Cytoskeletal Matrix in Striated Muscle: The Role of Titin, Nebulin and Intermediate Filaments

  • Kuan Wang
Part of the Advances in Experimental Medicine and Biology book series (AEMB, volume 37)


In this chapter, first I will briefly describe the molecular properties of titin and nebulin — two extremely large, myofibrillar proteins -- and discuss their distribution and organization in the sarcomere. Although these novel proteins are major myofibrillar components of a wide range of striated muscles, they have escaped the attention of muscle biochemists until very recently. As I shall point out below, biochemical studies of these proteins have been unexpectedly challenging: many standard techniques had to be modified before they became capable of handling such giant proteins. In addition, our structural studies of these proteins have encountered a challange of a different nature: how to explain their distribution in the sarcomere according to the currently accepted two filament sarcomere model, because these proteins do not appear to be thick or thin filament-associated regulatory or anchoring proteins. These studies have led us to reexamine the question of whether continuous, longitudinal filaments exist within the sarcomere of striated muscle. I will attempt to integrate our results, as well as available literature data, within the framework of a hypothetical sarcomere model which incorporates an elastic filamentous matrix consisting of titin and nebulin as additional sarcomere constituents. Finally, I will very briefly mention our recent findings that an extensive three dimensional network of intermediate (10 nm) filaments, distinct from titin and nebulin, is intimately associated with the sarcomere of adult striated muscle.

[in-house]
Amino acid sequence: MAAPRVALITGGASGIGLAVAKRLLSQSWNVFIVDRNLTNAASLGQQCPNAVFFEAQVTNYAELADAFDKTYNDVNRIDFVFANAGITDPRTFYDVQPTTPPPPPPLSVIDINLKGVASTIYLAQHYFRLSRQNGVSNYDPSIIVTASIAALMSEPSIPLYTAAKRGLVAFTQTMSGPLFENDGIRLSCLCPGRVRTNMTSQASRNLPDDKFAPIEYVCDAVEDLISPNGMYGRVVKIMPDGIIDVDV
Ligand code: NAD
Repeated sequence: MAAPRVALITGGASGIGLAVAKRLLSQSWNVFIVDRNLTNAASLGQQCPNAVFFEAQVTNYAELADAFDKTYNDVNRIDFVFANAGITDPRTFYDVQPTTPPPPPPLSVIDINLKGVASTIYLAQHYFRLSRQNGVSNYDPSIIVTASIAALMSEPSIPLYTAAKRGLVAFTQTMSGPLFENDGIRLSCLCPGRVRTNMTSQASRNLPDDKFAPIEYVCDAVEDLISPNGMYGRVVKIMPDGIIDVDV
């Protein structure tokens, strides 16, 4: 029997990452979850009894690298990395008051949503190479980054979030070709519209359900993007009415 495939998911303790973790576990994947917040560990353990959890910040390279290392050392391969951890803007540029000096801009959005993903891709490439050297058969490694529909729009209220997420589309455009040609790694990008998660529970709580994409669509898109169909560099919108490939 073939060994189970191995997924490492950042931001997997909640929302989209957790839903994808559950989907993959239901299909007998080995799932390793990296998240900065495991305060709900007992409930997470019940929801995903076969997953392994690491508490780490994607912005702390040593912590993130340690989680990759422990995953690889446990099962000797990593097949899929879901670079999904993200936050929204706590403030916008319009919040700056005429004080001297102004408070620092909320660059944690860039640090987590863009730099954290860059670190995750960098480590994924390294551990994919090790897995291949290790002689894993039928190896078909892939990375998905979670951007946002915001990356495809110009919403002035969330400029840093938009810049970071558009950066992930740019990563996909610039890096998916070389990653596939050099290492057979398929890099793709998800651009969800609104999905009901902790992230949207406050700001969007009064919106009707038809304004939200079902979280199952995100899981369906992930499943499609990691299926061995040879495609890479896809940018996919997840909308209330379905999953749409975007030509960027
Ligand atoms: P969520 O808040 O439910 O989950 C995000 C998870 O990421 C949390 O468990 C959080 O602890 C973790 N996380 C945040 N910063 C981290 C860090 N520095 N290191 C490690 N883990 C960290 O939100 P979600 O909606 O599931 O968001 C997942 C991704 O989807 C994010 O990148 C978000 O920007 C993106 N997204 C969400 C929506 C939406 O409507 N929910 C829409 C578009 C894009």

I believe that the recognition of the existence of two sets of sarcomereassociated cytoskeletal filaments within adult striated muscle fibers may be a significant step toward resolving some of the unsettled questions in muscle mechanics such as those that have been discussed in this meeting


Intermediate Filament Myosin Heavy Chain Thin Filament Myofibrillar Protein Thick Filament 
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Copyright information

© Plenum Press, New York 1984

Authors and Affiliations

  • Kuan Wang
    • 1
  1. 1.Clayton Foundation Biochemical Institute, Department of Chemistry and Cell Research InstituteUniversity of Texas at AustinAustinUSA

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